Eric Bibb was raised in the folk tradition, the son of the folk singer Leon Bibb. Bibb’s uncle was the world-famous jazz pianist and composer, John Lewis, part of the Modern Jazz Quartet. Bibb was raised in a music-filled household, as family friends in the 1950s and 1960s included Pete Seeger, Odetta, Bob Dylan, and the late Paul Robeson, who was named Eric’s godfather. Bibb got his first steel guitar at age seven, and he got some advice from Dylan that he never forgot, to “keep it simple, forget all that fancy stuff.” When he was 16, his father asked him to play guitar in the house band for his TV talent show, Someone New.
In 1970, Eric left New York City for Paris, where he met with guitarist Mickey Baker. There he began to focus on blues guitar and after moving to Stockholm, he became enamored with prewar blues. A breakout performance at the 1996 London Blues Festival catapulted Eric to a higher level of visibility. Since then he has toured the world, performing at concert halls and major festivals. He has toured with Robert Cray, Keb Mo, Corey Harris and even opened shows for Ray Charles.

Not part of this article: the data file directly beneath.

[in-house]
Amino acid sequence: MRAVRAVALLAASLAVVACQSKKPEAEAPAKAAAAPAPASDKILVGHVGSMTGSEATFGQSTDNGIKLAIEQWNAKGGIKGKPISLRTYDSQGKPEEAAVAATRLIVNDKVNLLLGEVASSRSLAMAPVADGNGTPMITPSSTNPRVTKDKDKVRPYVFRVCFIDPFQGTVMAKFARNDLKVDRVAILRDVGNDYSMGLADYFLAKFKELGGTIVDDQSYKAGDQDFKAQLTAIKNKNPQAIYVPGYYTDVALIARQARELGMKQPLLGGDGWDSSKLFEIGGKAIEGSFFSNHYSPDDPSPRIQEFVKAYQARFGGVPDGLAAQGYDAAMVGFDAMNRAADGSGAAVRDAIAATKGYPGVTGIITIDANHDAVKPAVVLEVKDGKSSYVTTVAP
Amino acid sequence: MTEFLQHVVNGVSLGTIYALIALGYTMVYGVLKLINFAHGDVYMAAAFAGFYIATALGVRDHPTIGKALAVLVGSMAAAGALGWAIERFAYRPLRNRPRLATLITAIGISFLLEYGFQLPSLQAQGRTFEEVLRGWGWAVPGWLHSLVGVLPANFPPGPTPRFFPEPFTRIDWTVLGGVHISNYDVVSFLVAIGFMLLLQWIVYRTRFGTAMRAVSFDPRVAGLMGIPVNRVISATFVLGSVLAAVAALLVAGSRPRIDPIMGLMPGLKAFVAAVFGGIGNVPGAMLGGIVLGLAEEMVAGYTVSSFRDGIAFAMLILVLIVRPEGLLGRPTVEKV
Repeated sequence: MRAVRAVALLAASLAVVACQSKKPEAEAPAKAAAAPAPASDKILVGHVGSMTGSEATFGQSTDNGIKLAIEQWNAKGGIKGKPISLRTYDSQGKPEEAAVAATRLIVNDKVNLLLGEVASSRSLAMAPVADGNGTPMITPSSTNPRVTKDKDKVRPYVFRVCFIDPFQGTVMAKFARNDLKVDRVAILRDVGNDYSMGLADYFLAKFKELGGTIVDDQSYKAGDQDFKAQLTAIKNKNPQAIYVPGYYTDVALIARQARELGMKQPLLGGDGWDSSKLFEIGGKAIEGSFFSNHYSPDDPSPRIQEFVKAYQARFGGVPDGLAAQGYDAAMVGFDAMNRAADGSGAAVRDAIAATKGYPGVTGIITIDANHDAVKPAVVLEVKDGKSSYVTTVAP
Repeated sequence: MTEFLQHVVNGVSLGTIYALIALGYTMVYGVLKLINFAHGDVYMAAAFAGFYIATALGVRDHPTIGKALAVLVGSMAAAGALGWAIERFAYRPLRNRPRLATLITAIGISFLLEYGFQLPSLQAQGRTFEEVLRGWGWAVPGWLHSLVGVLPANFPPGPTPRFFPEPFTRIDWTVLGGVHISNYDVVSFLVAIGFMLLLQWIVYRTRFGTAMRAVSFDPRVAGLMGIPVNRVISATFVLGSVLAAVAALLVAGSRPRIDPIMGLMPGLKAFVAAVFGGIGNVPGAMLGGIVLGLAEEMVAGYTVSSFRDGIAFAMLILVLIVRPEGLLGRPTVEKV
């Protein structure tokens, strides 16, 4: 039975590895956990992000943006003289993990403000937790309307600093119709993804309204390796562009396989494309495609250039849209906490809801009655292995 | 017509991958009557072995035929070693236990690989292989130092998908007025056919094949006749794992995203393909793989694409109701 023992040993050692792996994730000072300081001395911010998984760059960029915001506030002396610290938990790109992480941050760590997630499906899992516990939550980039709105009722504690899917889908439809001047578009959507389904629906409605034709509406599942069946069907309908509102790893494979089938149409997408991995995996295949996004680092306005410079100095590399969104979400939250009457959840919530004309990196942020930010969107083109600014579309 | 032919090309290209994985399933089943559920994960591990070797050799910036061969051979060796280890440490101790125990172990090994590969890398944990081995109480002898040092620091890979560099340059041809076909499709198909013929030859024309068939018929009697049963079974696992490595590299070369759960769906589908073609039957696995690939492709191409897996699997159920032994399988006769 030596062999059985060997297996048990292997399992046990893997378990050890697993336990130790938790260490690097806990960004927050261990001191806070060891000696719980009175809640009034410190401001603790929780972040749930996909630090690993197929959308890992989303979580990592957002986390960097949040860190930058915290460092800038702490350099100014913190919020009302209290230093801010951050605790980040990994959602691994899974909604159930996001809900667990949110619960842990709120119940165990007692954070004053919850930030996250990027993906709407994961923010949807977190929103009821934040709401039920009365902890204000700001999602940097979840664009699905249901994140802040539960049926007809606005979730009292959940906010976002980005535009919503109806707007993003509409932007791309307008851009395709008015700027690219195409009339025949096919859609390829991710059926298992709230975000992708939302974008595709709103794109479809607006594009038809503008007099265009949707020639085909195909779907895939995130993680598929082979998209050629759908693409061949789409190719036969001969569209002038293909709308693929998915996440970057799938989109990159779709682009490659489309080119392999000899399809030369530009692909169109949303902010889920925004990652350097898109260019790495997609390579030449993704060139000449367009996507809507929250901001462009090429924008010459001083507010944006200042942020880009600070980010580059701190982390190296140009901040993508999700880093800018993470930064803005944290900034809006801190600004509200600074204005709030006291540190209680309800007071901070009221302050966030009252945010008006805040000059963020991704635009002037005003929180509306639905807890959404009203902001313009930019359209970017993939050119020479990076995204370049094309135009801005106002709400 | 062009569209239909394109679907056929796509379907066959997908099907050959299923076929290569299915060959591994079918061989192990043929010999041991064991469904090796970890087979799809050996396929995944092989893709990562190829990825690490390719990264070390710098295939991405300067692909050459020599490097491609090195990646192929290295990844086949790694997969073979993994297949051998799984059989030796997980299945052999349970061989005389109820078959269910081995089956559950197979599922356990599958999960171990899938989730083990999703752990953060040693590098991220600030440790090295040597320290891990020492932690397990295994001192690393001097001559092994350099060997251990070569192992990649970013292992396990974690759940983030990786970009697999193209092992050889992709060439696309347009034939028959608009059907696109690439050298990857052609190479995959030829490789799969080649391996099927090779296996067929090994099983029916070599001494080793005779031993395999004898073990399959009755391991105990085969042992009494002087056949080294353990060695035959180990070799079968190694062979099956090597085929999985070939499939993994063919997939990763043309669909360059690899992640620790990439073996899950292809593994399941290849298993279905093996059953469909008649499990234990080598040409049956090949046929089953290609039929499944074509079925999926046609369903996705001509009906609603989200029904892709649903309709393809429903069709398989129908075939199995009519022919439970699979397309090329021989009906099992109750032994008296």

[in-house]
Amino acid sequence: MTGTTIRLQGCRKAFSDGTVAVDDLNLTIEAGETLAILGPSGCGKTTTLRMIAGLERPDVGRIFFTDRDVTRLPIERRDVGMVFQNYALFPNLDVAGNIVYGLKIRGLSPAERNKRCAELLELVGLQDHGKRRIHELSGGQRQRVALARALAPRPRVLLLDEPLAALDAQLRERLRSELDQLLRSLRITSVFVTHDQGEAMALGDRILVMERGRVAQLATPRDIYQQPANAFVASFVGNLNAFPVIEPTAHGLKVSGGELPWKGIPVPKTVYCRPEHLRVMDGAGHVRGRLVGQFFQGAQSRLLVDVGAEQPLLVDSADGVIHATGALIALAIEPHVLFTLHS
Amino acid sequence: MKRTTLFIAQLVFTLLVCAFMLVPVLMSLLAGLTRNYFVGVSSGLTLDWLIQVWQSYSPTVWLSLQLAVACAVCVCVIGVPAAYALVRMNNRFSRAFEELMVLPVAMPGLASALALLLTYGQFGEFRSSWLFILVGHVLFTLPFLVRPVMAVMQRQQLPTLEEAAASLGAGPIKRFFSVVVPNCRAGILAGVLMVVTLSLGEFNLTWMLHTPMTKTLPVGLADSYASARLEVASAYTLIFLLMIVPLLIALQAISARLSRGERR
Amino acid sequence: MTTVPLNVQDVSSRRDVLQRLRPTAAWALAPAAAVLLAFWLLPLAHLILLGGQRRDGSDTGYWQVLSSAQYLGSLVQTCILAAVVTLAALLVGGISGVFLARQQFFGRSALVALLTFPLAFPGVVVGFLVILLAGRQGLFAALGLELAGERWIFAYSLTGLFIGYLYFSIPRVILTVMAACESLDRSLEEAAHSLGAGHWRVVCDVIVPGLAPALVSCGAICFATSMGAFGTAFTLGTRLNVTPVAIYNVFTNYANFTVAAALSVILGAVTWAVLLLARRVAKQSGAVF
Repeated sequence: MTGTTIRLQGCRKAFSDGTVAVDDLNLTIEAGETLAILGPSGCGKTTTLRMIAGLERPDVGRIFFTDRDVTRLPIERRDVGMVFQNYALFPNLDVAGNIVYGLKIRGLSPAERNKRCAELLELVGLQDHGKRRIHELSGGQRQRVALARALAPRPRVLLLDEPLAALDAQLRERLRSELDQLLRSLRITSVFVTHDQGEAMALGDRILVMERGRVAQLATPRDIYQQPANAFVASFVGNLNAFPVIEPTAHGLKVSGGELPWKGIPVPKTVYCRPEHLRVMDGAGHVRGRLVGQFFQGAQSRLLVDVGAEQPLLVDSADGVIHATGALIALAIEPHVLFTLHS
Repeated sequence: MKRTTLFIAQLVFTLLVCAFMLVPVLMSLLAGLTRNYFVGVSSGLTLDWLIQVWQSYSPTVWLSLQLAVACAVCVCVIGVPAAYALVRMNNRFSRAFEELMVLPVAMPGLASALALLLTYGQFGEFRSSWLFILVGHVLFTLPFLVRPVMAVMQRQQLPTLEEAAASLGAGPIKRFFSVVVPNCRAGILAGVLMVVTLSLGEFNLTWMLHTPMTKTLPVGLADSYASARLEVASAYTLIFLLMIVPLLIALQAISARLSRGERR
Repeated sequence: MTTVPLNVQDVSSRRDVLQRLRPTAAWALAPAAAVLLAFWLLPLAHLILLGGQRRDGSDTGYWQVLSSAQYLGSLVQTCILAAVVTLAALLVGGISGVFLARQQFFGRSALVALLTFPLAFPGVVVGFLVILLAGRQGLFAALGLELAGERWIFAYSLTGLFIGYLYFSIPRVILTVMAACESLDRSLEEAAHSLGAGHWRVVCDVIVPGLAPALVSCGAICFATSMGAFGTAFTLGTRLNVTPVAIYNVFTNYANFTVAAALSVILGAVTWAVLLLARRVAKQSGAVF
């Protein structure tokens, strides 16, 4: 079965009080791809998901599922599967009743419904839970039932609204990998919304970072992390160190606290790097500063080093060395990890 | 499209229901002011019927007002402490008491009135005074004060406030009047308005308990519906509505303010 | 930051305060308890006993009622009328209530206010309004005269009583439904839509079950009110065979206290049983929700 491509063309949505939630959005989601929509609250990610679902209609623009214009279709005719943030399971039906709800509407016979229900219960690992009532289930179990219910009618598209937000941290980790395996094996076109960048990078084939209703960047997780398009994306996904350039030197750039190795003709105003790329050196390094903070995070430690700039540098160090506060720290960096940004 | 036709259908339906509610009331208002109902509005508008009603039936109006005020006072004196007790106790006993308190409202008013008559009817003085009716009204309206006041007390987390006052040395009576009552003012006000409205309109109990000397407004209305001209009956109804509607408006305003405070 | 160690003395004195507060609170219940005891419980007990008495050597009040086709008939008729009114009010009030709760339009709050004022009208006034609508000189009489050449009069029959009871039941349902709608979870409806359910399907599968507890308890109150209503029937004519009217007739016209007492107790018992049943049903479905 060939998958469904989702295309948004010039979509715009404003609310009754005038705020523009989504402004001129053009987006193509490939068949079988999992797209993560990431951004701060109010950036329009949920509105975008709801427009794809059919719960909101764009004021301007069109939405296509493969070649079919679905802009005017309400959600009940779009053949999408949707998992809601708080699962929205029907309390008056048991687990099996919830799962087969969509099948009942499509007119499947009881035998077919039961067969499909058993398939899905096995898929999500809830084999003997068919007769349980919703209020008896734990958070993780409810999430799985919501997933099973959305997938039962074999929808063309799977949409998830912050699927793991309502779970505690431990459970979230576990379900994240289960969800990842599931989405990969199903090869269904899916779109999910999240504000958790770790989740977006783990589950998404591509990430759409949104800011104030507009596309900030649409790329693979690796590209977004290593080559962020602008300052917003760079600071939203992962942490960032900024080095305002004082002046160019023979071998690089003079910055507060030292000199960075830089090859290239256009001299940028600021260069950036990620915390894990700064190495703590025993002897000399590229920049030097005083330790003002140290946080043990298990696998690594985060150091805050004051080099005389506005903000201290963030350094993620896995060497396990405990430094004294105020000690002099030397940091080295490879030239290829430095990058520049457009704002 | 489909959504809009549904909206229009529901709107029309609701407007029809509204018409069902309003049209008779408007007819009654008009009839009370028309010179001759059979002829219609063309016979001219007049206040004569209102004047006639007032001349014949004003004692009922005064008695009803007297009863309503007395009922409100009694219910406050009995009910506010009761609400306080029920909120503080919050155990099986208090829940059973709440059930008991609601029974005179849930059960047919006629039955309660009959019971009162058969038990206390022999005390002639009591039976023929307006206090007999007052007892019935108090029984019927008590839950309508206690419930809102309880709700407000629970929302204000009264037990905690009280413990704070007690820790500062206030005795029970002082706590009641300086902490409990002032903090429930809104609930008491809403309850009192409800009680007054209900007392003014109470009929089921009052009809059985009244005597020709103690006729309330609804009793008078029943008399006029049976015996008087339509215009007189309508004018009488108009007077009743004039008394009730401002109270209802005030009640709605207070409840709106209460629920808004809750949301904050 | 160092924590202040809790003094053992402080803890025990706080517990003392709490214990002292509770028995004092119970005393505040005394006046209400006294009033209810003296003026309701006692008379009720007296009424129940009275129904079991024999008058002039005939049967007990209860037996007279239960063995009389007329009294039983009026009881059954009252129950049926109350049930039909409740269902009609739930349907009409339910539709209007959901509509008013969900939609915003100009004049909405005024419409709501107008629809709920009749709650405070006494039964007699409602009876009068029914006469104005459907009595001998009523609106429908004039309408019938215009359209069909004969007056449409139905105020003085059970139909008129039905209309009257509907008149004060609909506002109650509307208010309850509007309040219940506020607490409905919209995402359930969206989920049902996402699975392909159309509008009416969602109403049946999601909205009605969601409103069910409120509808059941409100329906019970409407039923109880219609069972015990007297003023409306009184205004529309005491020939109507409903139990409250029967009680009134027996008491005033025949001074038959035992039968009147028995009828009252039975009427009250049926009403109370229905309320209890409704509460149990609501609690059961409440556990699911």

Eric earned a Grammy nomination for his collaboration (with Taj Mahal and others) on the children’s record, SHAKIN’ A TAILFEATHER. His album PAINTING SIGNS was recognized by New Age Voice as a Finalist for Best Folk Album of 2001. He joined Maria Muldaur and Rory Block to record the gospelflavored SISTERS & BROTHERS, and then released FRIENDS, a collection of duets with Taj Mahal, Odetta, and others. He has been nominated for many W.C. Handy Awards in a variety of categories. Eric’s rich and sensitive vocals and lyrics provide a perfect balance to his fine fingerpicking technique. Purveying a beautifully realized and deftly accomplished soulful folk-blues, Eric has no problem blending various genres effortlessly, melding a traditional rootsy American style with a subtle, contemporary sensibility.